Centered: The Arizona K12 Center’s Executive Director, Dr. Kathy Wiebke, offers her education insights in this monthly column. The first time I was old enough to vote was a presidential election year. I remember the excitement that came with this rite of passage. While I took the physical act of voNov 01, 2016
Centered: The Arizona K12 Center’s Executive Director, Dr. Kathy Wiebke, offers her education insights in this monthly column.
The first time I was old enough to vote was a presidential election year. I remember the excitement that came with this rite of passage. While I took the physical act of voting seriously, looking back I think I could have been a more informed citizen. Since that time, I don’t think I have missed an election and, even better, I have become much more aware of issues and agendas presented by candidates and ballot propositions.
This year I have two nieces who will vote for the first time. Just as I was, years ago, they are truly excited. I watch them in pure wonder as they talk about the issues that face our country. I marvel at their ability to think and talk through specific positions of the various candidates. They know what they want for themselves, this state, and our country.
I watched them during the primaries. While we did not agree on candidates, I was so impressed with the energy they poured into getting informed. There was a uniqueness about the threshold between them and their inaugural vote on Nov. 8.; I believe they understand the power and responsibility connected with voting.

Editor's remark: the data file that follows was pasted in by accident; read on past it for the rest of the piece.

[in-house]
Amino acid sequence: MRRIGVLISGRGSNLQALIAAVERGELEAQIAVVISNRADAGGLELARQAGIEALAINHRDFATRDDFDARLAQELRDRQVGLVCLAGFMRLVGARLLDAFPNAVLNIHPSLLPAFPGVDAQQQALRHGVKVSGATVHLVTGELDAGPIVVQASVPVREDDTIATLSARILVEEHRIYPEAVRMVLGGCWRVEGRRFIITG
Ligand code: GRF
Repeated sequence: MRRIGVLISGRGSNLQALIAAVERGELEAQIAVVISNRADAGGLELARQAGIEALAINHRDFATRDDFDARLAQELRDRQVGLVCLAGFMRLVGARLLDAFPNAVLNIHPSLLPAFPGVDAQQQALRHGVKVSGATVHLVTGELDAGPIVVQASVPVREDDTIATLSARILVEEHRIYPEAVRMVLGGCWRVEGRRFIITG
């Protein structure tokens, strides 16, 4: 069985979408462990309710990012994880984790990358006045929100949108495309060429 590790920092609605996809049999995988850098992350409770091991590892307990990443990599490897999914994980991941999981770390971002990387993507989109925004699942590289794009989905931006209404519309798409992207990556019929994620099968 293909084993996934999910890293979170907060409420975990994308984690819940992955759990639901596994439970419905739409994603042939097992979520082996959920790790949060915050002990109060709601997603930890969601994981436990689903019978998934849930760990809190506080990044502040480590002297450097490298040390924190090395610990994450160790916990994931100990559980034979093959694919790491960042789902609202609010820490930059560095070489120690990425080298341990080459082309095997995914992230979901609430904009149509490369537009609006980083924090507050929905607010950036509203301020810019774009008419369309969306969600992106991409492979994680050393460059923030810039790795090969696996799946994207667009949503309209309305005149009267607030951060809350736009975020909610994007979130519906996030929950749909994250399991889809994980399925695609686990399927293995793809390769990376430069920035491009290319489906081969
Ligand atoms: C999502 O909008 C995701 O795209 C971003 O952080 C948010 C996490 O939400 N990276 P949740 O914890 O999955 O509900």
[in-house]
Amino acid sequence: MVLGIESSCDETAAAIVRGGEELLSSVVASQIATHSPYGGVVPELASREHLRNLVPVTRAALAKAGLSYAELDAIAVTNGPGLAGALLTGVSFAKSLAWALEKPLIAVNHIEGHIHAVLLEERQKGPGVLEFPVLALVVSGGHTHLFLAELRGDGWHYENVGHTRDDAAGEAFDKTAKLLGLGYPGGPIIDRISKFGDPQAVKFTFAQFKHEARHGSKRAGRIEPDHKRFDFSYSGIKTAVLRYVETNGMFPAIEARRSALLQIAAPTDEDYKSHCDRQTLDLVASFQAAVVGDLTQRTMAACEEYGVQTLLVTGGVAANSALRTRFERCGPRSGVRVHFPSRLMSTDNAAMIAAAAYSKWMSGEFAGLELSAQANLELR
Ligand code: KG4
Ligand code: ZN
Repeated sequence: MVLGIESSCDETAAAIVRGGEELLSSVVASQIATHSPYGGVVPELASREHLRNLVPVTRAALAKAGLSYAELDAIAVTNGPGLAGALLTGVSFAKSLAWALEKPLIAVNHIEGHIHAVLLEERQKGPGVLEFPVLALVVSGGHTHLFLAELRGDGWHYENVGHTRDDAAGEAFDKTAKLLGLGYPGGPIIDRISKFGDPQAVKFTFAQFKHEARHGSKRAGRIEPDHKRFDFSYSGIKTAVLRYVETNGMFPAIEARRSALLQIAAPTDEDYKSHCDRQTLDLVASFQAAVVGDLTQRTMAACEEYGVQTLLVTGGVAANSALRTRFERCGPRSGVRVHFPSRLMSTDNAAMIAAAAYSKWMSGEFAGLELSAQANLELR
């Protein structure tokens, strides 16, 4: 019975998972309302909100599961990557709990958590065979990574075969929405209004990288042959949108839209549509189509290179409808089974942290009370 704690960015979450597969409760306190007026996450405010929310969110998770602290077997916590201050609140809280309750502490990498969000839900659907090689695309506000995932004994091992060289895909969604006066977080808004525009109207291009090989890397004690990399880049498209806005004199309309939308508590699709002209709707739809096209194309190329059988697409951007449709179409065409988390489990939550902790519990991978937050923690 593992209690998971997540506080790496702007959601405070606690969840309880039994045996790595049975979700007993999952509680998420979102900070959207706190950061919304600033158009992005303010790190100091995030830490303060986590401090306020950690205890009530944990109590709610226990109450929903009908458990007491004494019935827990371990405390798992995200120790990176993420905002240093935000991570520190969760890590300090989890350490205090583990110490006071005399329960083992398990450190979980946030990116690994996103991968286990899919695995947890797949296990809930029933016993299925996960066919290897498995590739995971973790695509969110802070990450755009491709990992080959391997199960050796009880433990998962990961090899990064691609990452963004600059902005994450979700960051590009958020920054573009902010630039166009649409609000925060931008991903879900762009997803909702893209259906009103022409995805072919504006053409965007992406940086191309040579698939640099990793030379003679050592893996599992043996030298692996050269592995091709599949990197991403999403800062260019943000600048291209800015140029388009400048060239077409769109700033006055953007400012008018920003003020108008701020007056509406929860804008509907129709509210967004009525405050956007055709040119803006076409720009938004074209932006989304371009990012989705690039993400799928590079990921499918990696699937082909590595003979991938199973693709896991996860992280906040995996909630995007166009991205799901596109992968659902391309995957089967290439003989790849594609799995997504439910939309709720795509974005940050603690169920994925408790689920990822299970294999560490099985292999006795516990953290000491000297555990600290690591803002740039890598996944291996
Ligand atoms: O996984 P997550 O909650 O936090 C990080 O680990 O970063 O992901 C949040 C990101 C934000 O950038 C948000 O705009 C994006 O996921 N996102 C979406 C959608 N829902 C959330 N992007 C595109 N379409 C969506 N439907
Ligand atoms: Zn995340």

I think back to my first presidential election and the present-day race. What is different? Why did I feel so uninformed then, and how are my nieces able to be so educated now? I think it pertains to the access of information. Social media spaces play a huge part in their development, but so do schools and teachers where ideas are challenged and critical thinking is a necessity. We have had many conversations about not believing everything you read or hear, and somewhere in the rhetoric you have to listen for facts over innuendo or what others say. As educators, we have to encourage students and peers to look at the issues and candidates with discernment, while also remembering the big picture.
Over the years I have heard many teachers say they “don’t like to get political.” I think that is a safe place where one does not have to take a stand. I think we are at a point where taking refuge is no longer acceptable. Almost every decision made in our schools stems from policy makers in our legislature.
We know the difference between right and wrong. We know what our schools and communities need. We know the type of learning environments we want for our children. We know the kind of teachers we want working alongside us. When you look at the totality of these things, they all start at the ballot box. They start when each of us votes for the candidate and propositions that will take our schools to a place that all of Arizona’s children deserve.
There is nothing greater in our democracy than the ability to vote. Let’s make sure that on Nov. 8 we all get out and do just that.